Zhang Tianyu, compliance manager at the London branch of China Merchants Bank, identified Paul Li, a partner at the London office of Zhong Lun Law Firm, as a highly qualified English Law lawyer with significant experience in the banking and financial sectors. Li is their long-term legal counsel in drafting, commenting on and negotiating syndicated and bilateral loans.
This has been a historical year for China’s legal practitioners for numerous reasons, beginning with the implementation of the nation’s first Civil Code, and followed by the step-by-step maturation of its comprehensive data regulation, with the Data Security Law taking effect in September and the Personal Information Protection Law two months later.
The upheavals in China’s legal landscape undoubtedly posed challenges to legal practitioners all around, but they also represented opportunities for the well-prepared. Li Chunyi, a partner at the Beijing head office of Zhongzi Law Office, proved to be one of them. “Proficient and responsive, Li Chunyi excels at locating the correct and feasible solution in complex situations,” says Wang Na, a legal manager at Beijing’s Capital Airport Holding, who also told us that Li hosted a number of Civil Code-themed training sessions for their subsidiaries.
On the frontier of data protection, Ramon Huang, a Shanghai-based senior partner at Hui Ye Law Firm, emerged as a trustworthy long-term solution provider on personal information security and data compliance for CloudWalk Technology, a Chinese developer of facial recognition software, according to Tao Fuwu, the general manager of its legal department.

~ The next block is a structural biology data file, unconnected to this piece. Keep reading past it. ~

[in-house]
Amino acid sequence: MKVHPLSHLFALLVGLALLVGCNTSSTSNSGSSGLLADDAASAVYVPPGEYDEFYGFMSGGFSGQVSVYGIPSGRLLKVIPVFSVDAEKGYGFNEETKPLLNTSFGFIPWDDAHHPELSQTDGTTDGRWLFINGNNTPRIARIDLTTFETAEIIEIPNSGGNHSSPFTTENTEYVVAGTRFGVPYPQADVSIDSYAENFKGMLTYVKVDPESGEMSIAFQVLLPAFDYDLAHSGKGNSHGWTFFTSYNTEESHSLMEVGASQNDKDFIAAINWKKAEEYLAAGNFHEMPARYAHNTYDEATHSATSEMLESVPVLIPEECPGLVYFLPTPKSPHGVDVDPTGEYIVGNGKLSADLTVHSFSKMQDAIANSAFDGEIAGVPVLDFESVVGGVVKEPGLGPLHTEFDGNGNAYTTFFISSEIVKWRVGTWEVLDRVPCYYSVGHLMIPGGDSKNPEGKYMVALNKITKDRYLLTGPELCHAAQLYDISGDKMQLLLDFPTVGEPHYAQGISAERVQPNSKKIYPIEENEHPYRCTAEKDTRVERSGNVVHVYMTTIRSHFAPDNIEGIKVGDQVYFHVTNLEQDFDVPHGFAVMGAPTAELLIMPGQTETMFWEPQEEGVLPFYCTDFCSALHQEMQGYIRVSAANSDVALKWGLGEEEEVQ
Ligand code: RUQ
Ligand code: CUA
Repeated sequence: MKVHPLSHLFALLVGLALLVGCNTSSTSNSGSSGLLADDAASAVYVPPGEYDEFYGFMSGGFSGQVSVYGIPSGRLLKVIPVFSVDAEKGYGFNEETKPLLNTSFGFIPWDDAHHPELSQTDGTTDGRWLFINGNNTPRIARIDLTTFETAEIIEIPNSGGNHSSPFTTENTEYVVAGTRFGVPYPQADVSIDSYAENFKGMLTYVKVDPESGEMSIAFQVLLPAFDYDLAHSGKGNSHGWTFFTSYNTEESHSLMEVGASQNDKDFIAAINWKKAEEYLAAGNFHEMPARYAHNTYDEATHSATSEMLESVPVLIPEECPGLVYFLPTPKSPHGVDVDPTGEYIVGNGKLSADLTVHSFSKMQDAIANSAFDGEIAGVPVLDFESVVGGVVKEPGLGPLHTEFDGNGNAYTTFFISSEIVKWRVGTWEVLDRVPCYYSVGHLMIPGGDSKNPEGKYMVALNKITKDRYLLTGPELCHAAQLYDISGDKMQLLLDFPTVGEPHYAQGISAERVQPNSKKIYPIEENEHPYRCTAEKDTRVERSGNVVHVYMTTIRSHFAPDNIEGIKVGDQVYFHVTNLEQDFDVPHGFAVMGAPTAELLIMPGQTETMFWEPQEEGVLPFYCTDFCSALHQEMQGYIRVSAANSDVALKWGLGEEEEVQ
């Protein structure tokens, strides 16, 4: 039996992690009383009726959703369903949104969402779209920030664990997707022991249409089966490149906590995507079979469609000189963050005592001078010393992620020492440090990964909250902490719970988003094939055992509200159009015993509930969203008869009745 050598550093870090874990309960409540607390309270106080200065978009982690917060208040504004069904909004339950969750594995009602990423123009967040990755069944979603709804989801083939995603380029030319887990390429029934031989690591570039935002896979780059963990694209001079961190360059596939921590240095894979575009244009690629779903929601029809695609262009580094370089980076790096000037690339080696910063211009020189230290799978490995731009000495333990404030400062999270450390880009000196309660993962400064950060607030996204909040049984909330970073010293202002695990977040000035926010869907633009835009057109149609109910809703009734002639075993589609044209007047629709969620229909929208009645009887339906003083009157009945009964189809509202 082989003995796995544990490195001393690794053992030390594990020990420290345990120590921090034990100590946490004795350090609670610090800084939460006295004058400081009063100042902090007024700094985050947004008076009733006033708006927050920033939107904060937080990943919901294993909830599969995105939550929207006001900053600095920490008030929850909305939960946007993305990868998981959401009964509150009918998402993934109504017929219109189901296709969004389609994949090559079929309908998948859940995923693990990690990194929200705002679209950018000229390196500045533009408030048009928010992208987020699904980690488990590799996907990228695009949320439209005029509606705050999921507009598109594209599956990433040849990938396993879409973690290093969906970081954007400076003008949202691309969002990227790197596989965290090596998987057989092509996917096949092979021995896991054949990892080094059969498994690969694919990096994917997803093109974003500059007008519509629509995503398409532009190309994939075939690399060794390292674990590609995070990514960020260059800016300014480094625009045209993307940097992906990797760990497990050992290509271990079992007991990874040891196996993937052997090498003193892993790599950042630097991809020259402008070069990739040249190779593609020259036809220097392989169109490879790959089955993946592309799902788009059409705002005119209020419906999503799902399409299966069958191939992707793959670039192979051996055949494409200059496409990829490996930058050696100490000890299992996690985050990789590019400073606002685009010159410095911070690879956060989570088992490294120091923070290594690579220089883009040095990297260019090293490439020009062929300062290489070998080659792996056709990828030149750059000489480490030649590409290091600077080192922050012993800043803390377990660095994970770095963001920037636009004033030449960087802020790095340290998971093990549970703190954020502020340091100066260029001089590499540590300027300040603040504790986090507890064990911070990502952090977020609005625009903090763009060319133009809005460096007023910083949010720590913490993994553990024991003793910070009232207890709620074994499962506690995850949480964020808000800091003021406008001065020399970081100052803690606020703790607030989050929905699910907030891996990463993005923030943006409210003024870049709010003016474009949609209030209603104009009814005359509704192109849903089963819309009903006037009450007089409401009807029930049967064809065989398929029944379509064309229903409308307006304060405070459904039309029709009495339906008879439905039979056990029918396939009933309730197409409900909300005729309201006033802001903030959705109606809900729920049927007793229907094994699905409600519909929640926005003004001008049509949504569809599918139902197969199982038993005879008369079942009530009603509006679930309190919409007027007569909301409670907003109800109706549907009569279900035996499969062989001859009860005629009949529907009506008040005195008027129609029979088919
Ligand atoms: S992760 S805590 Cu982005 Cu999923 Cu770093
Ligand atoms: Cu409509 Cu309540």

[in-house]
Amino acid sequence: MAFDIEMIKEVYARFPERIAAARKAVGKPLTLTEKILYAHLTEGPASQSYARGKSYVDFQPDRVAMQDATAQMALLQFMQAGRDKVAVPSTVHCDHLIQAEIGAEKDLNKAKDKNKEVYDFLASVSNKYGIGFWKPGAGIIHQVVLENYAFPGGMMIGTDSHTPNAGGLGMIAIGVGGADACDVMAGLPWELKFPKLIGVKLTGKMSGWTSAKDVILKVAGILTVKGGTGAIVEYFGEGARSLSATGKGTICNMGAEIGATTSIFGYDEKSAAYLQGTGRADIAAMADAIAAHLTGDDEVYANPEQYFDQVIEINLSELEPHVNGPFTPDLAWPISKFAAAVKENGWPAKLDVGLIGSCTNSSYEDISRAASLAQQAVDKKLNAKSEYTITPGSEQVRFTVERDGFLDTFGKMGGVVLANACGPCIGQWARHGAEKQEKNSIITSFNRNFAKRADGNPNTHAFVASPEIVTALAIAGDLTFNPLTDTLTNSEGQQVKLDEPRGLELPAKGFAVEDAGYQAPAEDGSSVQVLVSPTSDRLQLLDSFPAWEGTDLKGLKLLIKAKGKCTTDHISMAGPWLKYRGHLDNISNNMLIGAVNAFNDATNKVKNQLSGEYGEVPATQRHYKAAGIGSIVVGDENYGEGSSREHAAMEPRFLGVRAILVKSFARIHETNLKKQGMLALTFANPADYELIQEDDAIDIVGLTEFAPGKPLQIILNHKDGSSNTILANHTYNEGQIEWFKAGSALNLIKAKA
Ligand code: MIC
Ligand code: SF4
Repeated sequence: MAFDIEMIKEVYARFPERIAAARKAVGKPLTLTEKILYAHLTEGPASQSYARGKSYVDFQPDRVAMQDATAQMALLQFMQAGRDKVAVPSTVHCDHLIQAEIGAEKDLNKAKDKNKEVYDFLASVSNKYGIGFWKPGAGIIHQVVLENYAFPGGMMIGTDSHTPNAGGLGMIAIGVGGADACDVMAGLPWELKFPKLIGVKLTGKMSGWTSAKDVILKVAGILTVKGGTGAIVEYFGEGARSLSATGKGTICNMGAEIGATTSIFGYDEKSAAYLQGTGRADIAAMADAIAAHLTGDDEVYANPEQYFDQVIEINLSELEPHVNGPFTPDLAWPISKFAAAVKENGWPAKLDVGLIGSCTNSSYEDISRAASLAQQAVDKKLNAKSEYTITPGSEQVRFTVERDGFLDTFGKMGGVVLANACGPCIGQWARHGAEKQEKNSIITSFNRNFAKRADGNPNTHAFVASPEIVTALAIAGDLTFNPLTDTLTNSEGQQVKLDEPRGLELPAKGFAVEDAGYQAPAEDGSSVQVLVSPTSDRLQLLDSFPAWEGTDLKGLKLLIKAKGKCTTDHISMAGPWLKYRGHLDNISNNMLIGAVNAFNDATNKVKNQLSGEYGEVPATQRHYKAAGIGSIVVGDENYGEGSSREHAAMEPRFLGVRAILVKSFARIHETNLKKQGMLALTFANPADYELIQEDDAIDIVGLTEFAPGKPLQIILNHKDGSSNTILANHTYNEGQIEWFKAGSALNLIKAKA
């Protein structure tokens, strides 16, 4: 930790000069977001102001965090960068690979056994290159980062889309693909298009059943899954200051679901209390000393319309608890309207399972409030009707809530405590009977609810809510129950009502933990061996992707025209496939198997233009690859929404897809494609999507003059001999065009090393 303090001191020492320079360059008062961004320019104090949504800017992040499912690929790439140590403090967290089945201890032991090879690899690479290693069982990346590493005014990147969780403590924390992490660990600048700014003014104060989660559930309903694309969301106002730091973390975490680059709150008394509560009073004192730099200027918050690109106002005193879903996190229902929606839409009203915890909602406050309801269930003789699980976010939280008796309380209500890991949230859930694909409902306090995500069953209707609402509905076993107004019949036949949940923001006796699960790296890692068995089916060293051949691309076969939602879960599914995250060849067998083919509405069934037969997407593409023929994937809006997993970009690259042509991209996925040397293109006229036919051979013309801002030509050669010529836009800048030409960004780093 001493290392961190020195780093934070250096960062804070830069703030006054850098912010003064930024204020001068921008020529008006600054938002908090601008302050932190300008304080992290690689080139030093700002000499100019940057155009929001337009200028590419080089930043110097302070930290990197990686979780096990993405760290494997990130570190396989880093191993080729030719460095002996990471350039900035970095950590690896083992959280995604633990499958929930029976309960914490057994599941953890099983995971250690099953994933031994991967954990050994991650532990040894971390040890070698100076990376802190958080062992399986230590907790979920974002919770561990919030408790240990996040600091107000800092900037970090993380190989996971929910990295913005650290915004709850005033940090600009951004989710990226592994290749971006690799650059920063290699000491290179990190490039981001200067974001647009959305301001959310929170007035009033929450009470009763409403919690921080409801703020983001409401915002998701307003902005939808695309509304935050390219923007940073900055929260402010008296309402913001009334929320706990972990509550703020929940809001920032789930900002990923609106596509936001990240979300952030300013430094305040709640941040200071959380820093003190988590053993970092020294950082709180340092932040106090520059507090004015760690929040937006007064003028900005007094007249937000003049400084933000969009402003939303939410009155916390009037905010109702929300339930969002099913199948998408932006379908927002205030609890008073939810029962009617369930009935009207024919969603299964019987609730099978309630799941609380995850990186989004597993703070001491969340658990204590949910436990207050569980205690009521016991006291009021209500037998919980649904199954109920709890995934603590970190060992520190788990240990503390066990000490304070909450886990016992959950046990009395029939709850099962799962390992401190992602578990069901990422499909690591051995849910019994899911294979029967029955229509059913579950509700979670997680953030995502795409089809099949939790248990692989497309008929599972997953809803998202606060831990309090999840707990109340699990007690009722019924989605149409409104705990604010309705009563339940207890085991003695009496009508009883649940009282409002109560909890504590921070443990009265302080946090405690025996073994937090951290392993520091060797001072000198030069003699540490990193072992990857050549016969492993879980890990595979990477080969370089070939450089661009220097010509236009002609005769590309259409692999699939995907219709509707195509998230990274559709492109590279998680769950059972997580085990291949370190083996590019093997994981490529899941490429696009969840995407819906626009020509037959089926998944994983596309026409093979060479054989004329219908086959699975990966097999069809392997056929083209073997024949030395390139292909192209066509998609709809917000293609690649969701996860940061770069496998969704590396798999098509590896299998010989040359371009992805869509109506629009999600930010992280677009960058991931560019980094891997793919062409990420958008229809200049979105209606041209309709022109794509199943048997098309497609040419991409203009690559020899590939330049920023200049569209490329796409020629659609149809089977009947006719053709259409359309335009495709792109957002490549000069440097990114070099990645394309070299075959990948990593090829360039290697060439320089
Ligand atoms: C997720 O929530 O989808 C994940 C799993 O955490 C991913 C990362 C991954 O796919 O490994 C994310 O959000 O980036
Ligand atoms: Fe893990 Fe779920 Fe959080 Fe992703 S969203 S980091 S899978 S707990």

Hannto Technology, an intelligent office hardware manufacturer and supplier in Shanghai, chose Yang Xun, a local partner at Llinks Law Office, to provide its legal counsel. “With profound insight in intellectual property protection and data security, Yang is able to stay on top of legal and economic developments,” says Lee Ying, chief of staff of Hannto. “He is always precise, timely and practical with his advice, safeguarding our company interests to the largest possible extent.”
Ramon Huang also provides regular legal counsel on personal information security and data compliance for CloudWalk Technology, a Chinese developer of facial recognition software, according to Tao Fuwu, the general manager of CloudWalk Technology’s legal department.
Intellectual property protection is another legal area that saw massive shifts in China during the year, for which Guan Rui, legal general manager at New Oriental Education and Technology, turns to Guo Chunfei, a senior partner at the Beijing office of Tiantai Law Firm. “Guo is extensively experienced in intellectual property, able to provide specialised and effective legal services,” says Guan.
Emil Zhang, director of the European IPR department of Huawei Technologies, gave high marks to Gao Xiang, a Shanghai-based partner at AllBright Law Offices, for his insights in intellectual property and key technologies. “Gao strategises from the client’s perspective, which often leads to him directing the client’s objectives to a satisfying conclusion.”
With mergers & acquisition, litigation and capital markets continuing to lead in practice areas in which the most A-List lawyers demonstrate the value of their services, legal counsel in more specialised or even niche areas can be extremely valuable but relatively hard to come by.